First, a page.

Verdict: Did Honda's claim for better Total Control work? I'd say a definite Yes. Because the bike's power, torque, weight, sway behavior, even ground feedbacks, behavior negotiating a curve at speed, all seemed more polished than my 2005 CBR1000RR.

Thanks, folks, for urging me to make this decision. It is a good product, I now agree with you.

Haha which equates to what? 3/4 of a pound?
I'll stick with my old heavy led acid battery and just take a dump before I go ride to equal things out
Apparently, it is more than 3/4 pound.

A 2.2 lb. Lithium-Ion battery saves weight (a lead-acid unit of similar output would
weigh 4.4 lbs.) and provides reliable and consistent electrical charge.
If the motorcycle is totally silent when powered on (turning the key does more than just turn on the dash board - it is turning on the entire bike) then something is wrong with it.

You will get total silence when the ECU is unplugged or when the battery is too discharged to cycle the fuel pump, exhaust valve servo, suspension solenoids and the ABS pump.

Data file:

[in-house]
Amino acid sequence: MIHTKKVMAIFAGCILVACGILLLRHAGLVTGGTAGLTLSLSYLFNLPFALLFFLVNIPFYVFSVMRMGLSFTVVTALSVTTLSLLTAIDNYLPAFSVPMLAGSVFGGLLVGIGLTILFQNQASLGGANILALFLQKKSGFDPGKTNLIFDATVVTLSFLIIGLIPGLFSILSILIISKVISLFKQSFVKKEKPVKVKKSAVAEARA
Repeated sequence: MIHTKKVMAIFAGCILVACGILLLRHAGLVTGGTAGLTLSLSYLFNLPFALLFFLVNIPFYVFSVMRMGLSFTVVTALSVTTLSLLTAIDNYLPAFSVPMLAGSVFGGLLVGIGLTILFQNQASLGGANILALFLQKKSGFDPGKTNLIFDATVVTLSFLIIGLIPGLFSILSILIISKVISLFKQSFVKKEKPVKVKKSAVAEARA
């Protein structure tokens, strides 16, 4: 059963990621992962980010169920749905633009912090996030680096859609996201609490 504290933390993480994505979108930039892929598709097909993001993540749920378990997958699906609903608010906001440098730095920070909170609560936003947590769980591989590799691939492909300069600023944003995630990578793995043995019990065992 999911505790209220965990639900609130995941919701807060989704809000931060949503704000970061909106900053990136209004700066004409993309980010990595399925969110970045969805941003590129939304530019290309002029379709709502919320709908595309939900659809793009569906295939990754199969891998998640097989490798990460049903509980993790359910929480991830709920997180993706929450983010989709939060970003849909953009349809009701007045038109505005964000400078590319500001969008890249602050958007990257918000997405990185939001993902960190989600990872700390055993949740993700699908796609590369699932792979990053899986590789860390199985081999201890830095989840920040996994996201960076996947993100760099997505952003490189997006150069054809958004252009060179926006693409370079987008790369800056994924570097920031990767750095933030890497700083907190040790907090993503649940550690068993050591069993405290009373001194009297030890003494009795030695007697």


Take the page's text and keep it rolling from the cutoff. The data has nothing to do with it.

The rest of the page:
If your fuel level is very low and the bike is on its side stand you can have the fuel pump make odd dry siphon noises.
If you hold the throttle open while the bike is powered on but not running the throttle body motor will create an odd whining sound.

But a totally silent motorcycle on power up is not correct. There will be some sort of noise emitted by a number of components.

BTW, the exhaust servo, ABS pump, IMU and fuel pump all occupy a small enough area that any, some or all of them can be thought to be producing the sound being heard.
Sorry, I meant that it was totally silent after all the initial power-up tests and initializations (which made noises, of course).

[...]
BTW, the exhaust servo, ABS pump, IMU, EVAP solenoid and fuel pump all occupy a small enough area that any, some or all of them can be thought to be producing the sound being heard.
Good point.

Installed this bar-ends that weighs about twice the OEM.
The vibrations dropped to 10-15% of the original levels --- more manageable & pleasurable now.